Makeup brushes come in various shapes, sizes and prices. Some are versatile and can be used for multiple tasks, while others have very specific uses. Even within a single makeup brush category, there can be a number of different types – foundation brushes, we’re looking at you – and the whole thing can get a little overwhelming.
To help you understand what to look for when shopping for makeup brushes, which brushes are best suited to which tasks and how many makeup brushes you really need, we’ve explained the main types below and linked out to an example below each entry.
This makeup brushes list is far from exhaustive, and we’ll be adding to this guide over the coming weeks and months, but as a starting point, we hope you’ll find this guide useful. You can also read more in our best makeup brushes list and learn how to clean makeup brushes on our How To page.
Best used for: Foundations, BB creams, primers and other liquid-based products with a creamy consistency
As its name suggests, this brush is used to apply foundation. It’s flat and resembles a paintbrush. The beauty community is split on which is the best foundation brush for applying your base; some love this classic design, whereas others prefer brushes with shorter bristles or a flatter surface (continue reading this guide for more on this).
Some experts – including our resident makeup artist Victoria Howe – aren’t fans of foundation brushes generally and believe you get a much better base using damp sponges and beauty blenders. You can even use your fingers.
READ NEXT: How to apply foundation like a pro
The reason foundation brushes are sometimes seen as a little controversial is that, depending on the quality and shape, they can leave streak marks. Especially if they’re also not used with the right type of foundation. The classic foundation brush works best with creamier formulas than thin, liquid ones.
We own a classic foundation brush but actually use its flat edge to apply translucent powder below our contour lines and to pat the powder onto our forehead.
♥ Mamabella recommends: NYX Makeup Pro Flat foundation brush
Best used for: Foundation, or any other liquid product and to blend contour lines
The stippling brush is another type of foundation brush and is easier to use than the classic version because its flat surface can be used to really buff and blend products into your skin without leaving marks. It’s great for light coverage, but you can also build up the layers if you want fuller coverage.
READ NEXT: Best foundation brush
The stippling brush is much more versatile than the classic foundation brush and it can be used for applying and blending all matter of liquid, powder and cream products.
♥ Mamabella recommends: Real Techniques Stippling Brush
Best used for: Powder, controlling oil, and blending
The Kabuki brush is a popular all-rounder. Some people use it for liquid foundation, while others prefer to use it for powder products only. On face value, many of these types of brushes look similar to stippling brushes but Kabuki brushes tend to be softer and denser. They can also come with flat tops, angled brushes or rounded bristles.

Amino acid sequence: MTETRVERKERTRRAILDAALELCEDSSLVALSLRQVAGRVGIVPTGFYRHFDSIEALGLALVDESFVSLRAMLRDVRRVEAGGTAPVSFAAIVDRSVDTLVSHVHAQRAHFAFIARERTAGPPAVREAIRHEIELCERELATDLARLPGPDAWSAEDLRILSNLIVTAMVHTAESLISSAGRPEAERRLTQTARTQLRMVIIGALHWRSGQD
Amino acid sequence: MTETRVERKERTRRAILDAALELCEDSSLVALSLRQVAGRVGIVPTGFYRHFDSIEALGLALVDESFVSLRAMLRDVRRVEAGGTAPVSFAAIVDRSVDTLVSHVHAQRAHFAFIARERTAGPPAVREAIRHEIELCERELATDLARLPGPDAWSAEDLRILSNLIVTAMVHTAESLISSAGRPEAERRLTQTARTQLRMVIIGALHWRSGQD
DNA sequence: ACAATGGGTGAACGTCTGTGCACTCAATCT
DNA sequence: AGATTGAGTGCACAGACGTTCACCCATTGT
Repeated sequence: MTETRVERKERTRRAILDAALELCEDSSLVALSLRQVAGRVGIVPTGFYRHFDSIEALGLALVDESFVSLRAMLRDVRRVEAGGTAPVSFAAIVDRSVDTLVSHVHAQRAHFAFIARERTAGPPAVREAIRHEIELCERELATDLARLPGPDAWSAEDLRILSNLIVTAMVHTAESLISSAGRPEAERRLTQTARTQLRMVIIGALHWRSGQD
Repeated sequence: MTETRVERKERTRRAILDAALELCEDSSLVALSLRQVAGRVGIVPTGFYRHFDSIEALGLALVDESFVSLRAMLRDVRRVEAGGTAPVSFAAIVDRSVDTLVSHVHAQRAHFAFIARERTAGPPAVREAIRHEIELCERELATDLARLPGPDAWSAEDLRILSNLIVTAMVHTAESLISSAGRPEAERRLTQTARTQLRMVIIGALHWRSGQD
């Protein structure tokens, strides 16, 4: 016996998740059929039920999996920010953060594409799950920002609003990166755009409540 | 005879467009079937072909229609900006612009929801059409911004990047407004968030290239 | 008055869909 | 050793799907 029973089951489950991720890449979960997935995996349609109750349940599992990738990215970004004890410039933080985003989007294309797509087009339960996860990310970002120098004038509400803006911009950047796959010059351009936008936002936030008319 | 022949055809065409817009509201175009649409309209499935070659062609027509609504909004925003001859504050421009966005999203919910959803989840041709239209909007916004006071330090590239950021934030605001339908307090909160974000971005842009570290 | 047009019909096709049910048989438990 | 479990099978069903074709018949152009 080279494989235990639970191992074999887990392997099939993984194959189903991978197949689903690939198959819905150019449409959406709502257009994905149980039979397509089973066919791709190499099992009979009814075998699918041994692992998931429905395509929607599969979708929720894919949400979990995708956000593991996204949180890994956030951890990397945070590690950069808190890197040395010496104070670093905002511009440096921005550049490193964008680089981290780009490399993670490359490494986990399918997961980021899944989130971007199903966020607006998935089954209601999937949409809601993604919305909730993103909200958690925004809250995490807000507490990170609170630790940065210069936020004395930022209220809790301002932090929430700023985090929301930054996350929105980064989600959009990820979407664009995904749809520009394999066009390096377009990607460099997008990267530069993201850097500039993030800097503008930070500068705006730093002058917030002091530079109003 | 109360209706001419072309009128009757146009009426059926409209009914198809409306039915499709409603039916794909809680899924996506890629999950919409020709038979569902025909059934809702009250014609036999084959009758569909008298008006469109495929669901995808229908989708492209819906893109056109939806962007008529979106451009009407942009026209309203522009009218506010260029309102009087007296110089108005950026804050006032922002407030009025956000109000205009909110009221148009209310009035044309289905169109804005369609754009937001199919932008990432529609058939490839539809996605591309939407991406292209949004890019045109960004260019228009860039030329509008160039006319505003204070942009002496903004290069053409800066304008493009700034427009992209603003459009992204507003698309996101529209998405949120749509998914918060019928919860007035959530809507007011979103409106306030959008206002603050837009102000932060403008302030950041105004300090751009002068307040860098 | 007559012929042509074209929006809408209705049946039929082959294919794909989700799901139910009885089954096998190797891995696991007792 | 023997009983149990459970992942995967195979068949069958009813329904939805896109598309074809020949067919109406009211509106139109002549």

We think they’re amazing for applying full coverage powders as their large, dense surfaces give them a similar texture to a sponge. We have oily skin and our Kabuki brush is great for getting mattifying powders into the skin, and the creases around our eyes and nose, but we also use it for blending contour lines and softening the effect of blusher.
Whereas you can take or leave some of the other brushes in this list, the Kabuki is one brush we highly recommend you add to your collection. They come in several different sizes, which makes them super versatile and they can really be used for anything your make-up heart desires.
♥ Mamabella recommends: Brushworks HD Complexion and makeup kit
Best used for: Powder, controlling oil, and blending
There are typically two types of angled brushes – although they come in various shapes and sizes with the bristles fitted in different angles. Firstly, there’s the angled blush brush, which is a fluffy brush that’s perfect for applying and blending blusher and applying highlighter.
♥ Mamabella recommends: Beauty Bay Rose Gold Glam Bake Off Angled Brush
Then there are the firmer, denser angled brushes, Kabuki or similar, that are used for getting dark contour shades into the hollows of your cheeks, for example, and which add more precision to your application.
Technically, both will do the job of the other but if we had to choose one to add to our collection, we’d opt for the firmer of the two due to the higher level of precision. There are more recommendations for Kabuki and angled brushes in our best makeup brushes list.
♥ Mamabella recommends: Sigma Flat Angled Kabuki Brush
Best used for: Loose powders and bronzer
Large, round, fluffy powder brushes are the most basic brushes you need in your collection. They’re not as dense as the Kabuki brush and are therefore perfect for loose powders. Powder granules cling to the soft bristles and their size means they can cover large areas of your face; giving it a gentle dusting. We tend to use this brush to complete our look by applying mattifying powder in one sweep. We especially love it for generously applying bronzer giving us a natural glow rather than an orange fake-tan finish.
♥ Mamabella recommends: Real Techniques Powder Brush
Best used for: Highlighter and subtle blusher
The Blush/Highlighter brush is effectively a smaller, thinner version of the powder brush while being softer than the angled blush brush mentioned above. Its reduced size gives you more precision to apply highlighter but still applies a soft, dusting of shimmer and powder to give you a natural glow. This soft application is also great for soft, subtle blush, common in natural makeup looks to lift your complexion.